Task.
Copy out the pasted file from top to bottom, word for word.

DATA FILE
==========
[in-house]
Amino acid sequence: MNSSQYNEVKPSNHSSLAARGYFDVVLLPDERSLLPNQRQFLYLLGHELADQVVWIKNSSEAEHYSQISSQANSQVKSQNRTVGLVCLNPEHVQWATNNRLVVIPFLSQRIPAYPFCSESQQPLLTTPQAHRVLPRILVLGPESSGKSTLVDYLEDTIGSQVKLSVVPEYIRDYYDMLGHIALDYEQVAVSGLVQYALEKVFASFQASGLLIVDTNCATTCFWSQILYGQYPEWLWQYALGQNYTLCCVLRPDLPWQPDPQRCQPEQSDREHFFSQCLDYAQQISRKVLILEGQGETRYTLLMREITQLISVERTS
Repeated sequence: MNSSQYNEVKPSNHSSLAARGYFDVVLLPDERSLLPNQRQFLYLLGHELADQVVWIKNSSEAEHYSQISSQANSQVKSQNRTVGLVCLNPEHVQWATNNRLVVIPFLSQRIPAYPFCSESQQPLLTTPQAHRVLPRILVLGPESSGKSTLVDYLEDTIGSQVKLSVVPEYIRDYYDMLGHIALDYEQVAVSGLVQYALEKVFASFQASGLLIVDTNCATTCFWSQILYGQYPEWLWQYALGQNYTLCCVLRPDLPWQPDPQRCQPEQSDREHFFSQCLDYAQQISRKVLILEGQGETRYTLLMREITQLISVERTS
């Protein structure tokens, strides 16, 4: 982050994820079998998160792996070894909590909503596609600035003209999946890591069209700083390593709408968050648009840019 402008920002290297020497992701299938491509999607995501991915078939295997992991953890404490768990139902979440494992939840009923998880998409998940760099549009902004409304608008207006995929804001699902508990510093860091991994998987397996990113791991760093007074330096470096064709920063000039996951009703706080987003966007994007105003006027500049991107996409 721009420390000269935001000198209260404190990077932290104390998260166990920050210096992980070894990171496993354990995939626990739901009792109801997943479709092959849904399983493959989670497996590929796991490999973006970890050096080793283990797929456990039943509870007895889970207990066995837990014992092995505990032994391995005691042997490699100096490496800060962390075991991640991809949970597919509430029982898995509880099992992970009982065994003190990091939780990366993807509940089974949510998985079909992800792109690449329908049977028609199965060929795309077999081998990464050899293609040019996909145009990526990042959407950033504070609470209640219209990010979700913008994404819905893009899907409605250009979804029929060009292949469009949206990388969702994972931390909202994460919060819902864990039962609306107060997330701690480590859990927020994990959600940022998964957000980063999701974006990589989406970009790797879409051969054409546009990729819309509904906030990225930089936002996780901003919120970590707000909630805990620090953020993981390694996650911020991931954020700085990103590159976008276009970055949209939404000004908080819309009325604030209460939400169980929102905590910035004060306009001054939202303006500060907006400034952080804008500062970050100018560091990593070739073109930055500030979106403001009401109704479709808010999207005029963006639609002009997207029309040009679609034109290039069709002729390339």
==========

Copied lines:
[in-house]
Amino acid sequence: MNSSQYNEVKPSNHSSLAARGYFDVVLLPDERSLLPNQRQFLYLLGHELADQVVWIKNSSEAEHYSQISSQANSQVKSQNRTVGLVCLNPEHVQWATNNRLVVIPFLSQRIPAYPFCSESQQPLLTTPQAHRVLPRILVLGPESSGKSTLVDYLEDTIGSQVKLSVVPEYIRDYYDMLGHIALDYEQVAVSGLVQYALEKVFASFQASGLLIVDTNCATTCFWSQILYGQYPEWLWQYALGQNYTLCCVLRPDLPWQPDPQRCQPEQSDREHFFSQCLDYAQQISRKVLILEGQGETRYTLLMREITQLISVERTS
Repeated sequence: MNSSQYNEVKPSNHSSLAARGYFDVVLLPDERSLLPNQRQFLYLLGHELADQVVWIKNSSEAEHYSQISSQANSQVKSQNRTVGLVCLNPEHVQWATNNRLVVIPFLSQRIPAYPFCSESQQPLLTTPQAHRVLPRILVLGPESSGKSTLVDYLEDTIGSQVKLSVVPEYIRDYYDMLGHIALDYEQVAVSGLVQYALEKVFASFQASGLLIVDTNCATTCFWSQILYGQYPEWLWQYALGQNYTLCCVLRPDLPWQPDPQRCQPEQSDREHFFSQCLDYAQQISRKVLILEGQGETRYTLLMREITQLISVERTS
């Protein structure tokens, strides 16, 4: 982050994820079998998160792996070894909590909503596609600035003209999946890591069209700083390593709408968050648009840019 402008920002290297020497992701299938491509999607995501991915078939295997992991953890404490768990139902979440494992939840009923998880998409998940760099549009902004409304608008207006995929804001699902508990510093860091991994998987397996990113791991760093007074330096470096064709920063000039996951009703706080987003966007994007105003006027500049991107996409 721009420390000269935001000198209260404190990077932290104390998260166990920050210096992980070894990171496993354990995939626990739901009792109801997943479709092959849904399983493959989670497996590929796991490999973006970890050096080793283990797929456990039943509870007895889970207990066995837990014992092995505990032994391995005691042997490699100096490496800060962390075991991640991809949970597919509430029982898995509880099992992970009982065994003190990091939780990366993807509940089974949510998985079909992800792109690449329908049977028609199965060929795309077999081998990464050899293609040019996909145009990526990042959407950033504070609470209640219209990010979700913008994404819905893009899907409605250009979804029929060009292949469009949206990388969702994972931390909202994460919060819902864990039962609306107060997330701690480590859990927020994990959600940022998964957000980063999701974006990589989406970009790797879409051969054409546009990729819309509904906030990225930089936002996780901003919120970590707000909630805990620090953020993981390694996650911020991931954020700085990103590159976008276009970055949209939404000004908080819309009325604030209460939400169980929102905590910035004060306009001054939202303006500060907006400034952080804008500062970050100018560091990593070739073109930055500030979106403001009401109704479709808010999207005029963006639609002009997207029309040009679609034109290039069709002729390339």